Master: The answer is that although no verbal mention of such a jurisdiction is made in divine law, one nevertheless may deduce its existence in substance from a convergence of divine, natural, and human law. One concludes indeed from divine law that a pope who has become a heretic is deprived of the papacy. And one holds from human law that there is to be no communication as described with a heretic pope, a duty which must also be observed with respect to physical contact, when this can be done without harmful disturbance to the faithful, because there is to be no contact of the type described with any heretic. Again, we have it from human law that if the pope or the temporal lord of some people becomes a heretic, the entire populace is released from the jurisdiction of both the pope and of the temporal lord, witness Gregory IX, who states (as we discover in Extra, De hereticis, c. ultimo) : "Let any know who were duty bound by any agreement, however strongly confirmed, to individuals obviously fallen into heresy, that they are released from the debt of human obedience and from any respectful deference whatever". [c. 16, cols. 789-790] While from natural law (indeed not the natural law which would have regulated our deeds had our original nature developed historically, but the natural law which exists for the period of fallen human nature) we deduce that the populace is not obligated to abandon its place of residence or its homeland because of the faithlessness of someone who is not the people's superior. From these various points, one concludes that if the pope becomes a heretic, and the temporal lord favours him, the populace obtains at least a certain jurisdiction over the heretic pope, because, based on the fact that a heretic pope is deprived of the papacy by divine law, he is not the superior of the people in his area of residence. And by human law the populace must not communicate with the heretic pope, therefore it must avoid contacting the heretic pope. Finally, by natural law a populace is not bound to desert or to abandon its country or territory because of a heretical pope. Therefore the populace is entitled to expel the pope from its territory, or to place him under detention, so as to avoid having to communicate with him. Student: This reason carries weight only if a heretic pope involves himself in active communion with the populace. Therefore if he does not seek such active contact, the populace possesses no jurisdiction over him.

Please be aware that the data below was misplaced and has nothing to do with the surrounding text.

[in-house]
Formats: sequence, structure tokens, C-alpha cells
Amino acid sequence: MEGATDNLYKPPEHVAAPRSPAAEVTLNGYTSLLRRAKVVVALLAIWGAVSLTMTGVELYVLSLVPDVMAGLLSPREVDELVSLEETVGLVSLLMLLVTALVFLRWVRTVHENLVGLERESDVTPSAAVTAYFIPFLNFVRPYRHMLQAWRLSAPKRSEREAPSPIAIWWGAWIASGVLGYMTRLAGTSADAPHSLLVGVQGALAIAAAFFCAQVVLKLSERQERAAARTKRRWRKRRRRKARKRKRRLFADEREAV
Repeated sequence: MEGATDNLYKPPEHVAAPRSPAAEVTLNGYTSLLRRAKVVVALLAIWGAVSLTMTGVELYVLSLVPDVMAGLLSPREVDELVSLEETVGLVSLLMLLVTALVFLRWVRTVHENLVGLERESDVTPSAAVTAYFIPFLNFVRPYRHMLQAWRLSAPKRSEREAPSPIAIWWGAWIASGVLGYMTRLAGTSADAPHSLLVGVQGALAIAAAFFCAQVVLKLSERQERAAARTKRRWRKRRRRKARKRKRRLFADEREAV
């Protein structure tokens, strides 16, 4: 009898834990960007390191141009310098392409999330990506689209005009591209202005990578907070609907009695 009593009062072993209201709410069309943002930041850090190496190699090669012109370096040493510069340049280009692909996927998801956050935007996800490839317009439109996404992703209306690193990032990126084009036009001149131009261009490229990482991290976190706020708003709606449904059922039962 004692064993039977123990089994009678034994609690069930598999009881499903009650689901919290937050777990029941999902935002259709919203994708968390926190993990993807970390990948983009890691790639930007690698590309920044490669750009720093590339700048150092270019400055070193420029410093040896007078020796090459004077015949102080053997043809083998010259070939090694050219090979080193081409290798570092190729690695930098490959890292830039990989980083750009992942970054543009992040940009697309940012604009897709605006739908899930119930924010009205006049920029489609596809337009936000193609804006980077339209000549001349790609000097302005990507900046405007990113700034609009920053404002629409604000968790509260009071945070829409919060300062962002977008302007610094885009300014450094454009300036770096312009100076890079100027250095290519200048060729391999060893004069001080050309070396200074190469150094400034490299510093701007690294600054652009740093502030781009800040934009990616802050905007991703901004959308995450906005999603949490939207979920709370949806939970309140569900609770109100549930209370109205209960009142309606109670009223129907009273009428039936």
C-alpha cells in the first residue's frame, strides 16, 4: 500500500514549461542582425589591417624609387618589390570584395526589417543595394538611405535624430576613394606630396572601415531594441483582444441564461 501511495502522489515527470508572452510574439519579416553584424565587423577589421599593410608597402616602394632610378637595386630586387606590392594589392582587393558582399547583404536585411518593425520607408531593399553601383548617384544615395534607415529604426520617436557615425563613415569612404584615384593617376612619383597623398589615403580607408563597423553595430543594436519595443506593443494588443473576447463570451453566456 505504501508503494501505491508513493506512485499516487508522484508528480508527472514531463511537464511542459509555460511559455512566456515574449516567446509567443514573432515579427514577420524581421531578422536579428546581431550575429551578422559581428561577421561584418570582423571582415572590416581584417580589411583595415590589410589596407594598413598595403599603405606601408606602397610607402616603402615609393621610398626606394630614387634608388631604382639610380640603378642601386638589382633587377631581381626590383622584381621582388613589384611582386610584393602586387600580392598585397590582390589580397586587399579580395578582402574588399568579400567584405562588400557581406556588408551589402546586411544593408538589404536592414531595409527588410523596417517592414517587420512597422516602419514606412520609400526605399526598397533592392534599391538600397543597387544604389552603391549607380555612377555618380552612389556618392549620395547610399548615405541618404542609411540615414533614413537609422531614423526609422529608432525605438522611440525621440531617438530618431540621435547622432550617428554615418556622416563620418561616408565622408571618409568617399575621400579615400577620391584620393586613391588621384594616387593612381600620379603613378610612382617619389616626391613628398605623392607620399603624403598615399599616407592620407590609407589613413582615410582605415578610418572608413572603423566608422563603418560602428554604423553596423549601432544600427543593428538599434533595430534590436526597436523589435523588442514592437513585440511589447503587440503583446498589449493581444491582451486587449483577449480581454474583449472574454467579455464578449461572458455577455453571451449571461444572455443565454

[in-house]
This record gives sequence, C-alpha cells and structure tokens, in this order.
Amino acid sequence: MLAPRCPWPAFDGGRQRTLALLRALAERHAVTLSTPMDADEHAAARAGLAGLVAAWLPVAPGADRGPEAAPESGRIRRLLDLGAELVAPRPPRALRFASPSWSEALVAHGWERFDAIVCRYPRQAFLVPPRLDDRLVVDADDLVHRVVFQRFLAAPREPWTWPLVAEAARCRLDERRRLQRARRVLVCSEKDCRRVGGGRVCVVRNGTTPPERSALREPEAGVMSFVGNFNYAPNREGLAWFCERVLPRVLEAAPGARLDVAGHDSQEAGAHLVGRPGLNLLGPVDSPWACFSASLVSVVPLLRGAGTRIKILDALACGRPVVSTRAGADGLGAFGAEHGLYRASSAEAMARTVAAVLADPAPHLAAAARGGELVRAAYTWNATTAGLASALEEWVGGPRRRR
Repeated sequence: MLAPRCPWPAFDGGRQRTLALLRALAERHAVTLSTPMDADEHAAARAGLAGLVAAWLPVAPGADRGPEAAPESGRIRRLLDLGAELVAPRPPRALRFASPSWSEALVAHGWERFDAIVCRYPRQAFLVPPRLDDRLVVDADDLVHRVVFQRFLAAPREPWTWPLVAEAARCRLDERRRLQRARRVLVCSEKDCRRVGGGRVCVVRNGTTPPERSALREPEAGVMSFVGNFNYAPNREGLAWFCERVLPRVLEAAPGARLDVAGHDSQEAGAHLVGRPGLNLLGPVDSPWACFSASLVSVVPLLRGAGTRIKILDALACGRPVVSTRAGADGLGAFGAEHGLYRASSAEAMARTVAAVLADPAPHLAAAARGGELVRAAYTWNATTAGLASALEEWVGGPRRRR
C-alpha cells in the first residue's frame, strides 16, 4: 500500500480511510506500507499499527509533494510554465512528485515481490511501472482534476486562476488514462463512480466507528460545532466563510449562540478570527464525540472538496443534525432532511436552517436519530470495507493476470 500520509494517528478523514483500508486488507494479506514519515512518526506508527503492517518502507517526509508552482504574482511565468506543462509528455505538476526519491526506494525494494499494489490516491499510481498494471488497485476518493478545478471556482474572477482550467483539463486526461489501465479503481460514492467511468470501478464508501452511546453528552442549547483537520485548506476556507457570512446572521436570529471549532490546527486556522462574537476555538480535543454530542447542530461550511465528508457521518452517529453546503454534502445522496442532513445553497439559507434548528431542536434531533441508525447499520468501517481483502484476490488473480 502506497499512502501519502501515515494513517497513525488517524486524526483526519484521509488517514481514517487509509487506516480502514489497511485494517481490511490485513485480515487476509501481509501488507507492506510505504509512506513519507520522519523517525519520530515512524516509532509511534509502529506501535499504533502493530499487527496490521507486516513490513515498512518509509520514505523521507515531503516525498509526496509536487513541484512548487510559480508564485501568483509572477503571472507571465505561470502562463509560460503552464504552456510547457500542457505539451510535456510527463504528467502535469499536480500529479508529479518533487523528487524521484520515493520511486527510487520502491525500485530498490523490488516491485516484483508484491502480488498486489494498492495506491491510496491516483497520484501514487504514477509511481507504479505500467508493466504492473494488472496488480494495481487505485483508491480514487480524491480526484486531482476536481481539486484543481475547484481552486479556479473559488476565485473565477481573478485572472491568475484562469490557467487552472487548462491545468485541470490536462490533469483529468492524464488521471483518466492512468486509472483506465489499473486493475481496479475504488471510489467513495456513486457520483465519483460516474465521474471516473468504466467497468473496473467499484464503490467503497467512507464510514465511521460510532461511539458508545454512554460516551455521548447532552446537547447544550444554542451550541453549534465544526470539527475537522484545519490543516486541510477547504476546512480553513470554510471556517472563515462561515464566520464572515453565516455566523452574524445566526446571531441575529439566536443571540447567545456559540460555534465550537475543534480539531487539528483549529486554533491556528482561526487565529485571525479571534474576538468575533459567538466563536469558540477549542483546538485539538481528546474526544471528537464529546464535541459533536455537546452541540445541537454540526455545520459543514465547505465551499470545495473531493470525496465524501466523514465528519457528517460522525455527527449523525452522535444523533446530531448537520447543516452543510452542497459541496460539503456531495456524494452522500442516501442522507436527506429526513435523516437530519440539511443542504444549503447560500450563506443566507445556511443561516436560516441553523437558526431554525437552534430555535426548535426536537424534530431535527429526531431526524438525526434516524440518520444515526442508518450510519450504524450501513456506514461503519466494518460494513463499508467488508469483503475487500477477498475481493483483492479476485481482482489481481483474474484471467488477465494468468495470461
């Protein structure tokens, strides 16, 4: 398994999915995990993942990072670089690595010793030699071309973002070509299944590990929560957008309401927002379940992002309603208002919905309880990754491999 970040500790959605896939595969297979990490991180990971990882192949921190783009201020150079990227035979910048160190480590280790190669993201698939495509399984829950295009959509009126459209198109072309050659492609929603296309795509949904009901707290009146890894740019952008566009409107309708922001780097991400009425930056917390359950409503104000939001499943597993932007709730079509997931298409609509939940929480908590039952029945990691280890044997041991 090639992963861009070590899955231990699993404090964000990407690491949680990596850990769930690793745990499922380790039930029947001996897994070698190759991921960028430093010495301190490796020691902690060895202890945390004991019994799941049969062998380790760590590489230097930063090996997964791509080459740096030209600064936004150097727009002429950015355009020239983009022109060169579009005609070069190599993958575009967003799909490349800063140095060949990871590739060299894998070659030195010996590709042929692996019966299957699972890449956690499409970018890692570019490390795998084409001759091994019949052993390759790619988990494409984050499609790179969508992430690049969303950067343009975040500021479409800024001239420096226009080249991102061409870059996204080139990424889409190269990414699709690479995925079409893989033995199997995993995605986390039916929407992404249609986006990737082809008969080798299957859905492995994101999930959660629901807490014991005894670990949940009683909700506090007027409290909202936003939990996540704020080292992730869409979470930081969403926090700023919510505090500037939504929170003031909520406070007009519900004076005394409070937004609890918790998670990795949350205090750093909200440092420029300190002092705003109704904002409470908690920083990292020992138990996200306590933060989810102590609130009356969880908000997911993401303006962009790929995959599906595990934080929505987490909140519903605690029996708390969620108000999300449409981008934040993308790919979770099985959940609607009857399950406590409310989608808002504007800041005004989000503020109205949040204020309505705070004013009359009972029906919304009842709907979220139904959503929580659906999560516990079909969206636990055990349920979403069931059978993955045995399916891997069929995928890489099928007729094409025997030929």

Master: The response is that it suffices to prove by means of the stated reason that the populace occasionally obtains a certain jurisdiction over a heretic pope, stretching the term "jurisdiction" to include any power to expel or even to detain someone, because the contention is that from such a jurisdiction of the people over a heretic pope a broader one may be inferred.

Student: For the sake of brevity, I do not wish any other matters to be inferred from the jurisdiction being discussed. But answer the following on the basis of the stated opinion: if the heretic pope should decide to leave, must the populace allow him to depart in freedom, or is it bound to detain him in firm custody.